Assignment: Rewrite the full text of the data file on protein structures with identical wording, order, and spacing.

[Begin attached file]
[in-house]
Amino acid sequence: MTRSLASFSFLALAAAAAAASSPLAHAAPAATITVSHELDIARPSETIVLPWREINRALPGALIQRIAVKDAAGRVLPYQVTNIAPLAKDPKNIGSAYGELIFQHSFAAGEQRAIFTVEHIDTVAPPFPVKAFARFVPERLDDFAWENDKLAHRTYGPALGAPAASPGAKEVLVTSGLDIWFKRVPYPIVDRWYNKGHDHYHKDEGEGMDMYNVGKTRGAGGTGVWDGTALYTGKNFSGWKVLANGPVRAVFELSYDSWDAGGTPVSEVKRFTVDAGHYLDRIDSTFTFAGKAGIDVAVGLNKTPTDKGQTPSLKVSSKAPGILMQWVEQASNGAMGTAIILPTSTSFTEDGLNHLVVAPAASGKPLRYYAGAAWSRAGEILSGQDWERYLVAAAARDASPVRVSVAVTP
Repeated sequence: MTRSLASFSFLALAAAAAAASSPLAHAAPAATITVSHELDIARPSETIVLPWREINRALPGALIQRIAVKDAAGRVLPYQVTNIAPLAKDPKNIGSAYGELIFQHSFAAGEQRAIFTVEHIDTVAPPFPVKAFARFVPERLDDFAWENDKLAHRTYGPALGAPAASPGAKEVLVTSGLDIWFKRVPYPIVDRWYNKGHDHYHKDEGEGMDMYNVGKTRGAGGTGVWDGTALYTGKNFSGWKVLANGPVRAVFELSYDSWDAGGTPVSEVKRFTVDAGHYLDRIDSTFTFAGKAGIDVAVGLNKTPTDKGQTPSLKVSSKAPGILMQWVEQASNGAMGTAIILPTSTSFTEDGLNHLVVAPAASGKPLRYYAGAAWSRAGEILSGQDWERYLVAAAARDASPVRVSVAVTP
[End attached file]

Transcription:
[in-house]
Amino acid sequence: MTRSLASFSFLALAAAAAAASSPLAHAAPAATITVSHELDIARPSETIVLPWREINRALPGALIQRIAVKDAAGRVLPYQVTNIAPLAKDPKNIGSAYGELIFQHSFAAGEQRAIFTVEHIDTVAPPFPVKAFARFVPERLDDFAWENDKLAHRTYGPALGAPAASPGAKEVLVTSGLDIWFKRVPYPIVDRWYNKGHDHYHKDEGEGMDMYNVGKTRGAGGTGVWDGTALYTGKNFSGWKVLANGPVRAVFELSYDSWDAGGTPVSEVKRFTVDAGHYLDRIDSTFTFAGKAGIDVAVGLNKTPTDKGQTPSLKVSSKAPGILMQWVEQASNGAMGTAIILPTSTSFTEDGLNHLVVAPAASGKPLRYYAGAAWSRAGEILSGQDWERYLVAAAARDASPVRVSVAVTP
Repeated sequence: MTRSLASFSFLALAAAAAAASSPLAHAAPAATITVSHELDIARPSETIVLPWREINRALPGALIQRIAVKDAAGRVLPYQVTNIAPLAKDPKNIGSAYGELIFQHSFAAGEQRAIFTVEHIDTVAPPFPVKAFARFVPERLDDFAWENDKLAHRTYGPALGAPAASPGAKEVLVTSGLDIWFKRVPYPIVDRWYNKGHDHYHKDEGEGMDMYNVGKTRGAGGTGVWDGTALYTGKNFSGWKVLANGPVRAVFELSYDSWDAGGTPVSEVKRFTVDAGHYLDRIDSTFTFAGKAGIDVAVGLNKTPTDKGQTPSLKVSSKAPGILMQWVEQASNGAMGTAIILPTSTSFTEDGLNHLVVAPAASGKPLRYYAGAAWSRAGEILSGQDWERYLVAAAARDASPVRVSVAVTP